Today, with the help of our new friends Jeremy & Hercilia, we're going to install a hand-powered Simple Pump in our well. This will be the first time any of us has ever worked on a well, and it will also be the first time I've ever read and followed all of the instructions for something while building it! The first step: removing the existing well-cover and confirming a clear line of sight to water.
According to the instructions, it's possible, on a sunny day, to see a reflection on water up to two hundred feet deep by using a mirror. I'm dubious, but some careful aiming with a cosmetic mirror we received on a free first-class flight from Iceland Air proves it's true. Down in the depths, we're able to see see a dimple on the surface of the water, located where the already-installed submersible pump's power wires pass through.
Now that we know there is a safe path for our new well pump to reach the water, it's time to start the installation. First, Jeremy and I mount a new well-cap, one with a hole in the top for the hand-pump to exit through. It doesn't look level in the photos below, but it is by the time we're finished.
Meanwhile, Tara and Hercilia busily prepare the drop pipes for installation. After Tara pushes a rag through each one to remove any debris, Hercilia expertly wraps the threads on the end with teflon tape. Pretty soon, we have a good assembly-line going. Doing this with our friends is so much more enjoyable than it would have been otherwise!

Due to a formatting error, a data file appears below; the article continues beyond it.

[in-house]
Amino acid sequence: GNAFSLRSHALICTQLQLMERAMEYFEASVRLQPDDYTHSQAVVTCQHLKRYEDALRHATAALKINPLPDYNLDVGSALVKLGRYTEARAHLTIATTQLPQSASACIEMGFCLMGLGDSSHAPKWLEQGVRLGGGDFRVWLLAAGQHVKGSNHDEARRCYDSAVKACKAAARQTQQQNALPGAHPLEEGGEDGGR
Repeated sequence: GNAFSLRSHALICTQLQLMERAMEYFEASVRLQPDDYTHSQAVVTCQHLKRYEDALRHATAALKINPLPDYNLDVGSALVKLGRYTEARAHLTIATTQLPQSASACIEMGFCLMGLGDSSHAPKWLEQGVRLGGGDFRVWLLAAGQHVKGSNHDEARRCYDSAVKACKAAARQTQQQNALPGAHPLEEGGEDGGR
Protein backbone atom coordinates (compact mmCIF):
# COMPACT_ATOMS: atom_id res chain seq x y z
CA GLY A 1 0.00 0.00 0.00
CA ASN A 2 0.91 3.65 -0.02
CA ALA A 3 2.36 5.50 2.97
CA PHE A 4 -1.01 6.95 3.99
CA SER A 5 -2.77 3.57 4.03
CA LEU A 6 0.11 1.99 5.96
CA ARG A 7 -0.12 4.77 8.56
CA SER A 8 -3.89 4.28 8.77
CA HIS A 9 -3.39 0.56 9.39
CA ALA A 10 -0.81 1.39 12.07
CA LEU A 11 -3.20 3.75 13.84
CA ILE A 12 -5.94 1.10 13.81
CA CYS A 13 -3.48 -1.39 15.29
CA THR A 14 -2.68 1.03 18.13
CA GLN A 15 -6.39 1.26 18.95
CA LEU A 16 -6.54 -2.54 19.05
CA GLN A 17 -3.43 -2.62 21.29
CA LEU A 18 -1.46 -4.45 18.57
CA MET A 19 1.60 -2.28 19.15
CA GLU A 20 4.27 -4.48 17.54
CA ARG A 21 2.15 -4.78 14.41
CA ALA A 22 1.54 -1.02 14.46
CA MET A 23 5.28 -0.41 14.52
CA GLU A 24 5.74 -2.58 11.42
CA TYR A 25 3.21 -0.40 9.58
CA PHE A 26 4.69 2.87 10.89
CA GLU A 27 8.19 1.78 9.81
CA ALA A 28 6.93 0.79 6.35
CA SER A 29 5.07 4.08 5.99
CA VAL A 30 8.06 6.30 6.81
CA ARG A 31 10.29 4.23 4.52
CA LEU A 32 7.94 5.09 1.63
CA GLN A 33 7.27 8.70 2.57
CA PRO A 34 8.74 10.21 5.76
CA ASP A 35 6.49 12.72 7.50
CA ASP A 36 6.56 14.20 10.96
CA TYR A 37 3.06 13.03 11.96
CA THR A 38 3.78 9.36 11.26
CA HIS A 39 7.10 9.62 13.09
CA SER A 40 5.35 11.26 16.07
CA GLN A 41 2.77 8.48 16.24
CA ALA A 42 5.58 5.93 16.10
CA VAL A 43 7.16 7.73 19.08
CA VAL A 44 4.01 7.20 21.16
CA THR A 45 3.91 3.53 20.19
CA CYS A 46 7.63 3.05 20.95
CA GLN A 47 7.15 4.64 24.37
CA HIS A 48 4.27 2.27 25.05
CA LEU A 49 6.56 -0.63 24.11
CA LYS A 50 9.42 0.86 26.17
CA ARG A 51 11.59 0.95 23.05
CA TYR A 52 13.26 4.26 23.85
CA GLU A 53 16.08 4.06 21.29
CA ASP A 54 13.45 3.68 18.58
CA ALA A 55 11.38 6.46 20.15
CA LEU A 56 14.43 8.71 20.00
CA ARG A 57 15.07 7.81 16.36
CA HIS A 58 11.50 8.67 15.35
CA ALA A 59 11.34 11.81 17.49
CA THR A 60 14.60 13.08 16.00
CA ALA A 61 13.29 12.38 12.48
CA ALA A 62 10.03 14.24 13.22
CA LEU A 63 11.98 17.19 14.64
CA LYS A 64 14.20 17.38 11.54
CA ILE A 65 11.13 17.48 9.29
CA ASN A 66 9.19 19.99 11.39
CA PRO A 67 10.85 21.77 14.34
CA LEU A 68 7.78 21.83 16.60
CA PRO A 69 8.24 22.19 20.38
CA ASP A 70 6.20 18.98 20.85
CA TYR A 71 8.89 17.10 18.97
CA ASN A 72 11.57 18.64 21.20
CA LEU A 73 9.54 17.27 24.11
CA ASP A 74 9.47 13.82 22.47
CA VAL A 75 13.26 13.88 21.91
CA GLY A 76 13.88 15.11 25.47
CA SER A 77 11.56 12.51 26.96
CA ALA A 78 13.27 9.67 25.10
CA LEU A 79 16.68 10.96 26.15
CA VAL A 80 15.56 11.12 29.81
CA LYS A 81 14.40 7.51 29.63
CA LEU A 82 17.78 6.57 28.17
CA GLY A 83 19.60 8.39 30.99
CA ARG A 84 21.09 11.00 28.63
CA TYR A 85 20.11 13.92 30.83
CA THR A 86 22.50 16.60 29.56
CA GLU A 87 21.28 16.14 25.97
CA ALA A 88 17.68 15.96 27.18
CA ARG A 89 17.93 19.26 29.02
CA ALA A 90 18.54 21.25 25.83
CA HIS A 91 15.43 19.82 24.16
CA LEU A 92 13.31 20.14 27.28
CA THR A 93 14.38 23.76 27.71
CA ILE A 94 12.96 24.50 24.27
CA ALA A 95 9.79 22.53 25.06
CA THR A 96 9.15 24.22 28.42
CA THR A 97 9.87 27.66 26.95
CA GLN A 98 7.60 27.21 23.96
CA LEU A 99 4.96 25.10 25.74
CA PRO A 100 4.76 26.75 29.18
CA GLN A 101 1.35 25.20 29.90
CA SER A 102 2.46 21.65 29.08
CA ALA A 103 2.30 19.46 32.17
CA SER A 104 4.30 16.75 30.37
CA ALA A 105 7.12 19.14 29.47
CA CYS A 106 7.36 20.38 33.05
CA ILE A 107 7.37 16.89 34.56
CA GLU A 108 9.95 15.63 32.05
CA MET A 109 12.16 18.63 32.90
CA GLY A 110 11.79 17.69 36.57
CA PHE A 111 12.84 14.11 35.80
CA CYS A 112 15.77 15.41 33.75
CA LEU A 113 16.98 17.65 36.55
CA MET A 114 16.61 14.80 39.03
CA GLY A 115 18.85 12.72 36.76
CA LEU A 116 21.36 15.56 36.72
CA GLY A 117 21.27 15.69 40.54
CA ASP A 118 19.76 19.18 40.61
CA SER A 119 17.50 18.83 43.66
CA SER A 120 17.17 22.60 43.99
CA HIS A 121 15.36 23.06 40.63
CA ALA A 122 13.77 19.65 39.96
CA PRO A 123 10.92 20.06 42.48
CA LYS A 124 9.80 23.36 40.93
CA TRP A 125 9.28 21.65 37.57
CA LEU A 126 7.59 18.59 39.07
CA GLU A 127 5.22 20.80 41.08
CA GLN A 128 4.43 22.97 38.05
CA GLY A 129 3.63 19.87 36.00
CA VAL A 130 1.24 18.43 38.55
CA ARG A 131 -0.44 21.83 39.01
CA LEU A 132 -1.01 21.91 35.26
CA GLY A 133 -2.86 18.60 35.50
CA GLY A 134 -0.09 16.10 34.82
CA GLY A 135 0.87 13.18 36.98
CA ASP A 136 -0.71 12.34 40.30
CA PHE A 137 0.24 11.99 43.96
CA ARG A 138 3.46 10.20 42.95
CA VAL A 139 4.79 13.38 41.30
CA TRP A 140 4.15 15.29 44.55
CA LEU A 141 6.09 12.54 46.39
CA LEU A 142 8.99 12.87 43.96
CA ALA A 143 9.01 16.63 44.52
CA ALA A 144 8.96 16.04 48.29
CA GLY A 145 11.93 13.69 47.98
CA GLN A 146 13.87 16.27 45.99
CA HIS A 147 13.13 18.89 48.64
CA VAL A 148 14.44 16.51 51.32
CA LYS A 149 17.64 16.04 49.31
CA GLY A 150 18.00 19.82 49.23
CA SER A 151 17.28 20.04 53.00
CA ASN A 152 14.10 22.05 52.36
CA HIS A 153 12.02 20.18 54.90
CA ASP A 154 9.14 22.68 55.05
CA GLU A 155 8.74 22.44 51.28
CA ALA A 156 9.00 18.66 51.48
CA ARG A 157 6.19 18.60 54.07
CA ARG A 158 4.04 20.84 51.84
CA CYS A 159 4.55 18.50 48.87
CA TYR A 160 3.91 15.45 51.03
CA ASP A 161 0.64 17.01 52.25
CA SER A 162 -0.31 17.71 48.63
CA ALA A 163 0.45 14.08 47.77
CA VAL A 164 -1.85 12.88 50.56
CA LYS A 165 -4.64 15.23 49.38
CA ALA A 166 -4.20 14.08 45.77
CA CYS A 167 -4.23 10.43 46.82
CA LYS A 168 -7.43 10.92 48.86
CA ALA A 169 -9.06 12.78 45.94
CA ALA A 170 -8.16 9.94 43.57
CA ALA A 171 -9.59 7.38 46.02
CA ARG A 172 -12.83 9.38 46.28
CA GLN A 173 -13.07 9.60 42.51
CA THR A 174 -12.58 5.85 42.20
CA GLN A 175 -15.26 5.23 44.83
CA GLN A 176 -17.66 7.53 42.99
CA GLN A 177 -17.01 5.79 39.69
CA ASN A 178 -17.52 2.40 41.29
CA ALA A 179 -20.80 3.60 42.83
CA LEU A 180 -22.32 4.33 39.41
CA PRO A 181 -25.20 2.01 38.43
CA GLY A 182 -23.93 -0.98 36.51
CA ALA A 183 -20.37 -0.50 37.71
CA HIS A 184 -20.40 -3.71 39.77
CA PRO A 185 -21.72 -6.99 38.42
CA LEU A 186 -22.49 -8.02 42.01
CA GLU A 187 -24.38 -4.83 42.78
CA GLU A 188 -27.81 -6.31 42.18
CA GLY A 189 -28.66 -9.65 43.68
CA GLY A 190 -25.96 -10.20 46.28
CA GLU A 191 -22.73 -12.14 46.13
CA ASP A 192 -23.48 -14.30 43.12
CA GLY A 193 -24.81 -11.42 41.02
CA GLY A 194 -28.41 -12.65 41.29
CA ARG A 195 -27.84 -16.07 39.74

We have 12 sections of 9-foot pipe to install, and inside each one there is a fiberglass "sucker rod" which is responsible for transferring the motion from the pump arm at the top of our well down to the pump at the bottom. When we're done, the total depth of the new pump cylinder will be roughly 108ft. This is only 28ft below our static level, but we shouldn't have any troubles with capacity, as the pump only pulls about 3 gallons per minute. If we need more on-demand in the future, we can always install a storage tank, or add a few more sections of drop pipe.
Now that our sections of pipe are cleaned and taped, it's time to begin installing them. The first length includes the pump cylinder itself, mated to a sucker rod and PVC drop pipe.
In order to prevent a catastrophe during the assembly, Simple Pump includes a "safety tool" which goes over the hole on their well cap. Each section of drop pipe has a flange on one end that is too large to pass through it, effectively preventing the entire works from dropping into the well, never to be seen again. As each pipe is installed, it rests on the safety tool so the next set of pipe and sucker rod can be attached.
After a few sections, we've mastered the simple process, and the rest of the work goes pretty quickly. All we have to do is repeat the same steps over and over again. Easy! Near the end, there is one special pipe to install, it's the same as all the others except it has a small weep hole drilled in the side. This lets any water in the pipes drain out below the frost line.
By the time we get to the end of the drop pipes, everyone is famished and the sun has nearly set. As excited as we are about finishing the project, we decide to break for dinner and pick up where we left off in the morning.